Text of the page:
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1849 & 1882: Mythical American Chinese Restaurants

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The Internet contains many references to a San Francisco Chinese restaurant named "Macao and Woosung," started by Norman Asing in the year of the California Gold Rush, 1849.  The restaurant is said to have been the first of its kind in America and to have been such a success among European-Americans that it launched a fad for Chinese food that has lasted until modern times.  Several websites go on to say that by 1882, Chinese restaurants were in most major American cities.

We do not think this is true.  Norman Asing was indeed a real person.  He became an important spokesman for Chinese rights in the 1850s and was a successful businessman who may have opened a restaurant along with his other ventures.  However, that restaurant, even if it survived more than a year or two, certainly did not kick off any fad for Chinese food among non-Chinese diners.  As late as 1885, the Board of Supervisors' detailed map of San Francisco's Chinatown shows several hundred general merchandise stores, ten barber shops, ten-odd laundries, a hundred-plus gambling halls, 17 opium dens, 69 Chinese brothels, 36 white brothels, 13 temples ("joss houses"), and a total of 13 restaurants [data & map from Farwell 1885].  Even if most of these restaurants served mainly white customers, and there is no reason to think they did, this hardly constitutes a popular fad. 

In Chicago in 1882 we know of no indication that there were any Chinese restaurants at all.  It was not until the very late 1880s that contemporary newspapers began to mention Chinese restaurants occasionally.  All were in Chinatown on Clark Street and had a mainly Chinese clientele.  The first to be noticed by the (white) compilers of Chicago's Annual Directories was a restaurant named Hung Far Lo, which opened its doors on Clark Street in 1893.  Hung Far Lo may well have had some European-American customers.  However, no fad was visible yet.  Yearly issues of the Directory continued to list only one or two Chinese restaurants in Chicago down through the end of the century.  There was still only one in 1900.  But in 1901 there were seven and in 1905, thirty-nine.  As shown elsewhere in this website, a boom in Midwestern Chinese restaurants had begun.   Within a decade, one could find somewhat Americanized Chinese food in just about every medium-sized city in the region.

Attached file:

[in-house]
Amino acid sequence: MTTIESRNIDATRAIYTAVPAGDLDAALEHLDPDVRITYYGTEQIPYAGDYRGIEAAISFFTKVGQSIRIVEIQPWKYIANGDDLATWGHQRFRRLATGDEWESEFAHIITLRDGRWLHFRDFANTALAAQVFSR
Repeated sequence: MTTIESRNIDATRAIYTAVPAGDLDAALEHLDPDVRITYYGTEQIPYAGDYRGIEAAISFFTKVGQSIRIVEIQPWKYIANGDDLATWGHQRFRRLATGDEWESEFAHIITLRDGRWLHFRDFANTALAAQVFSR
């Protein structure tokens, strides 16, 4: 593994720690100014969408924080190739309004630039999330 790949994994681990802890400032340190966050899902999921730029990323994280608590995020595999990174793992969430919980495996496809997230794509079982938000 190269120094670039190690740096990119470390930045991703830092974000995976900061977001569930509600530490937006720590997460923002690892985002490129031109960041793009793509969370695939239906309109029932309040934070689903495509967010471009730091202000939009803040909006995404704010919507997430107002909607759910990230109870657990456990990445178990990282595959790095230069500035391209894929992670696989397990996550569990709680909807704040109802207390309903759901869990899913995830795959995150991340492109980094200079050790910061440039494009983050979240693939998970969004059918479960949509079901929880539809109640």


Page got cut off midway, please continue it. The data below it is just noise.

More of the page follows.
So we think that before 1890 in most parts of the U.S., the existence of Chinese restaurants is partly a myth.  We even have our suspicions about the claimed antiquity of Chinese restaurants in San Francisco and New York.  A few must have existed, aimed more or less exclusively at Chinese diners, as early as the 1850s or 1860s.  However, as shown by the Board of Supervisors' map, such restaurants were not common before the last decade of the 19th century, and cannot have been a particularly important feature of Chinese-American life before then. 

See Google entries for "Macao and Woosung" and "Norman Asing"

Also, Willard B. Farwell, The Chinese at Home and Abroad, San Francisco: A. L. Bancroft Co., 1885, page 118

Research & writing by Ben Bronson and Chuimei Ho; copyright 2004-2006 by the Chinatown Museum Foundation.